Home was a sub-rosa candy shop. Goodies laced with toxic lead. Paint cracked and chipped where my bed met the wall. Chalky, saccharine shards dissolved on my tongue as my mother and brothers slept. Landlord was too busy,

(rent collection,
rat traps,

                                  too cheap to deal
with my addiction. 

As a six-year-old junkie, I had too many tells. Insomnia kept me up; Arsenio Hall kept me company. Tummy aches to rival post-Halloween mornings. Chronic inability to connect dots, color within lines. Staggered steps on the schoolyard. Scraped knees like track marks.   

Got used to the doctors, the nurses, and their needles. Brave and anemic, I presented both arms to them all. Sample after tainted sample siphoned from elusive veins. Lollipops and stickers on my horizon – bills and woes on Mami’s. 

New doctor with an odd office. White and cold and shiny space replaced by wood and books and couches. No pills or pricks, just probes into budding thoughts and feelings.

                                                                  Colorful blocks
and tiles as toys:
painless puzzles:
cognitive tests.            
Lawsuit filed.
Give us a fortune,
                                                                  Insurance Man.
We deserve it.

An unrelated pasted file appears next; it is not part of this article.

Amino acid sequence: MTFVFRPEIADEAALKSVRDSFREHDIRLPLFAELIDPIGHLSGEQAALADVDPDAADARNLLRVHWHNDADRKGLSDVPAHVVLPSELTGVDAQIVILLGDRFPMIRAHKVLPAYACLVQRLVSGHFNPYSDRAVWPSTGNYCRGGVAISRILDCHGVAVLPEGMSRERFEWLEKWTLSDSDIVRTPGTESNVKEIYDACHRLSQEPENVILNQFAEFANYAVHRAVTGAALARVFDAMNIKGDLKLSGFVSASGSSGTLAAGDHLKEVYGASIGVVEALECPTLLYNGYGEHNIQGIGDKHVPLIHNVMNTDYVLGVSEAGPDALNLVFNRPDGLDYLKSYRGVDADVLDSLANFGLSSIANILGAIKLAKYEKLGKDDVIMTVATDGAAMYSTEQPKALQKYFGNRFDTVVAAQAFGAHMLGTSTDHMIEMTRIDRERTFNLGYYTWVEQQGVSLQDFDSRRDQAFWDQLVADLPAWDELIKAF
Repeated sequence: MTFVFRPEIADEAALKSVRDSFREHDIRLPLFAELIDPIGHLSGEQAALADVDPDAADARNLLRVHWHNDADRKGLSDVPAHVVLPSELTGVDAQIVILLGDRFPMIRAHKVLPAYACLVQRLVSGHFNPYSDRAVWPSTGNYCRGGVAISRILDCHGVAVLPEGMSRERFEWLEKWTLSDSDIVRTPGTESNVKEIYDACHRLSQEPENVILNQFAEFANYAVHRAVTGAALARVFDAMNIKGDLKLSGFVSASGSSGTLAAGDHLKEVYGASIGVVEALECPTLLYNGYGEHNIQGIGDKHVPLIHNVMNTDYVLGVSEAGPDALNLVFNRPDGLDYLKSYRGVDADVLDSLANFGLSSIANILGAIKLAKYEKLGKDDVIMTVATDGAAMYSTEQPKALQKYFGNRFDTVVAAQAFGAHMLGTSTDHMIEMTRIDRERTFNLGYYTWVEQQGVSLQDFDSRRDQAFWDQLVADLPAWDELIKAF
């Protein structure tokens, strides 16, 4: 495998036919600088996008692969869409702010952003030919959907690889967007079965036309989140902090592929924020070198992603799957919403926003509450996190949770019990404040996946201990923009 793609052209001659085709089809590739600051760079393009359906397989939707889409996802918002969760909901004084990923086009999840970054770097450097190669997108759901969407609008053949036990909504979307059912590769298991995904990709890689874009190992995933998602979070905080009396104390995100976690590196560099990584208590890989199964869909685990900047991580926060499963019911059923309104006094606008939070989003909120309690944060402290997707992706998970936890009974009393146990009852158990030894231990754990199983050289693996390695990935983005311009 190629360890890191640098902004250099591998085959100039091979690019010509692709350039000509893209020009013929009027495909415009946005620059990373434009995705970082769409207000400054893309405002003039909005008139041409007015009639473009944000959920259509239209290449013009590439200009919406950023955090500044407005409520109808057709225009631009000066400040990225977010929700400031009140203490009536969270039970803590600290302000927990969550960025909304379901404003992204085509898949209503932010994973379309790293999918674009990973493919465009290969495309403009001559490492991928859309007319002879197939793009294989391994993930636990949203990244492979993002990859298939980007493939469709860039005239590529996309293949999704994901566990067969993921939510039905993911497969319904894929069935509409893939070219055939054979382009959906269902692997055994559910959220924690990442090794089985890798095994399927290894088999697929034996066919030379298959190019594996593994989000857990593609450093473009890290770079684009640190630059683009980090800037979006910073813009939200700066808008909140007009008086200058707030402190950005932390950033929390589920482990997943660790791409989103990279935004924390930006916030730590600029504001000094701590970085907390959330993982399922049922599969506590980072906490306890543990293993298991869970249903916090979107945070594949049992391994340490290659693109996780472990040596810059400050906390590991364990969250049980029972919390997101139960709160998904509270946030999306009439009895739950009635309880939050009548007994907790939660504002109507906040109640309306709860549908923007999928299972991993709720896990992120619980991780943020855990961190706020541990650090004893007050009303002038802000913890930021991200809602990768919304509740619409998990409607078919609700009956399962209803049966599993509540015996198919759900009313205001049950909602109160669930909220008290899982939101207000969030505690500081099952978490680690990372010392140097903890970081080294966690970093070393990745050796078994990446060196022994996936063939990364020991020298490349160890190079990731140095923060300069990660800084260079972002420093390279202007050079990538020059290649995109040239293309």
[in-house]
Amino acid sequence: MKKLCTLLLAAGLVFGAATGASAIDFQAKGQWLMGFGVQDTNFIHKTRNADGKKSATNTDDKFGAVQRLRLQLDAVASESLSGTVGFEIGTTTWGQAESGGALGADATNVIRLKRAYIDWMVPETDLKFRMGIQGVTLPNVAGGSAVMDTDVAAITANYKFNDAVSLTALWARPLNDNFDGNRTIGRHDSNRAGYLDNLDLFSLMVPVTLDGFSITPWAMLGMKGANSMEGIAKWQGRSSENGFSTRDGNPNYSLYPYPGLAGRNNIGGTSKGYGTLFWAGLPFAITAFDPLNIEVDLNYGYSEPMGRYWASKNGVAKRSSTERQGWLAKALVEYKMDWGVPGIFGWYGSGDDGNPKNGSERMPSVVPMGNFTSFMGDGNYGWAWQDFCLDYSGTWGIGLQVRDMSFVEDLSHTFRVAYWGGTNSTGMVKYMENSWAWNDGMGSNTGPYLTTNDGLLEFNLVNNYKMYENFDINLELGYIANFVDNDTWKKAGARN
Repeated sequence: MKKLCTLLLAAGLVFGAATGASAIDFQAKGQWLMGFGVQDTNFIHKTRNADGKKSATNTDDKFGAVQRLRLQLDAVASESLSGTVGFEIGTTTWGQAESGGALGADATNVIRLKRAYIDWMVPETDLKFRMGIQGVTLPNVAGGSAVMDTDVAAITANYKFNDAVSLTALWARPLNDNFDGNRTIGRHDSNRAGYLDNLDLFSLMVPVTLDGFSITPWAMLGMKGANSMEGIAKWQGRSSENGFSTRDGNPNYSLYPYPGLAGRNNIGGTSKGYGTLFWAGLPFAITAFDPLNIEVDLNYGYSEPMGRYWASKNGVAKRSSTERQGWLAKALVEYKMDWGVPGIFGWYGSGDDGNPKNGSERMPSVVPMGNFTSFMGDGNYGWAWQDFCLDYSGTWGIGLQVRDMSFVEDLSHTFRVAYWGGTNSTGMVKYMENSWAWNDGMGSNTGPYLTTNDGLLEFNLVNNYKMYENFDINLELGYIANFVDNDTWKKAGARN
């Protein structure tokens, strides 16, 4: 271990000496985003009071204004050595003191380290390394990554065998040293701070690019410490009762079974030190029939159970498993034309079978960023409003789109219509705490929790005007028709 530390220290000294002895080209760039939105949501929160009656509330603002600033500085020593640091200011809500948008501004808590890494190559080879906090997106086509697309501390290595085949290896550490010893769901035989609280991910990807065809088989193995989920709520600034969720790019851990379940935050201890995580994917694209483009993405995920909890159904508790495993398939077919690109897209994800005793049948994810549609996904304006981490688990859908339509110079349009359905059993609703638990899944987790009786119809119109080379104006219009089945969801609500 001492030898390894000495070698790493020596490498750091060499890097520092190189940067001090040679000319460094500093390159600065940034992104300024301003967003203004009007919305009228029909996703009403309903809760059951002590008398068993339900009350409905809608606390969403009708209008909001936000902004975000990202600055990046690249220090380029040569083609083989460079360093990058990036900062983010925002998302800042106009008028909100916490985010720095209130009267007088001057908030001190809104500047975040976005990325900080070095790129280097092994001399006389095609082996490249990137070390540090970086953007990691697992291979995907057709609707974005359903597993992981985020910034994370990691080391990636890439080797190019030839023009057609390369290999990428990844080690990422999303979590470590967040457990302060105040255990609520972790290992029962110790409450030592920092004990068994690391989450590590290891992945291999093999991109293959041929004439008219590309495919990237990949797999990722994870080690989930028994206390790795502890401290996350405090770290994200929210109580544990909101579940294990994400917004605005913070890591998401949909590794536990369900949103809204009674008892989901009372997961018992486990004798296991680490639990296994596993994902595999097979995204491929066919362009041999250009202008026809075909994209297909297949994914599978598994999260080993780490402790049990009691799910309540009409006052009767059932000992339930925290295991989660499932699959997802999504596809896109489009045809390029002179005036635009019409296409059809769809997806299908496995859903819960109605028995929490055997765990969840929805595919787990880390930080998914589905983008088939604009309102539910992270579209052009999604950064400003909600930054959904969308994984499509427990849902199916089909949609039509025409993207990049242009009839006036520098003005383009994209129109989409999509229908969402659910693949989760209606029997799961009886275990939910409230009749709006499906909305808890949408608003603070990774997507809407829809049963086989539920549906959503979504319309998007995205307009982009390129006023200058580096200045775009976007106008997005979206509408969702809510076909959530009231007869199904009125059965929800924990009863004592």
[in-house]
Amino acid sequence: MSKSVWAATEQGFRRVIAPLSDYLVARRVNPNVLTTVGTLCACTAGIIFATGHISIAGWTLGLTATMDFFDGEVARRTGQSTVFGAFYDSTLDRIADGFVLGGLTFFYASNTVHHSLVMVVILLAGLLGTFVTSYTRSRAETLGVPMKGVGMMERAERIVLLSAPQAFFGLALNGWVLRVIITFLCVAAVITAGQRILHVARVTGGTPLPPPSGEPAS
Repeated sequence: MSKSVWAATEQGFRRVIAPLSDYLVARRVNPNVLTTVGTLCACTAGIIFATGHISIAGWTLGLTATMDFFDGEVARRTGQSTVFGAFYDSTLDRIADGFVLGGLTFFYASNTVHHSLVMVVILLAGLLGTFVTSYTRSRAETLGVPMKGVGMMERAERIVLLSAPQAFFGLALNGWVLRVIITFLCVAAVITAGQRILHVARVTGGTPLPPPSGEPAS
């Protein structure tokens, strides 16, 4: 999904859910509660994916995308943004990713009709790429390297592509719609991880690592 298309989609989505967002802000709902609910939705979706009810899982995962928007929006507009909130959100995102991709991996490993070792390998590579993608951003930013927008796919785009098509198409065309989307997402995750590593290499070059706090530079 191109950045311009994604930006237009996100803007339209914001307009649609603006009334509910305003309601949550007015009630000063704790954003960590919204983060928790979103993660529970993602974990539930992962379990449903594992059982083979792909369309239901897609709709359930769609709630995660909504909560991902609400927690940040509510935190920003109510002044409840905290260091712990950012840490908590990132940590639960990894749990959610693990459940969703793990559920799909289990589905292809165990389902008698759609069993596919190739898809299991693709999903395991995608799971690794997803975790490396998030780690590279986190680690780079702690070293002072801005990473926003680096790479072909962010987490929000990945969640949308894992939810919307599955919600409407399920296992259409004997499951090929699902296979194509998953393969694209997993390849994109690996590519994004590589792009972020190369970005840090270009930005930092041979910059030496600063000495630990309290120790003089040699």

Suit settled for 200K, for only brain death merits a million. Poison paid my way through college. During which, my mouth swelled with

pen caps
hot wings
lady toes . . .         
                                                                                                     I never learn.

"This piece was composed under the divine tutelage of Denise Duhamel. During her workshop, I was to turn in a new poem every week. Sometimes we were assigned to experiment with forms, other times, with content. My piece was workshopped during a content week, and we were to write childhood poems. What I turned in was a rough draft of 'Toxic Fixations' – the whole of what I can remember as a sickly kid coming up in Queens. Mired in Freud's oral stage, I was the reason companies put 'KEEP OUT OF CHILDREN'S REACH' labels on their products. The walls of our pre-war apartment in Sunnyside, however, did not come with such a warning. So, I set out to explore how one tiny bad habit was able to, at first, threaten my life and, later, enrich it." 

Miguel Pichardo is currently an MFA candidate in fiction at Florida International University and assistant editor of the program's publication, Gulf Stream Magazine. Though he prefers crafting long and artful lies, he started off by writing poetry in third period Algebra. He still doesn't know what polynomials are. This is his first published piece, ever. He is thrilled to be here.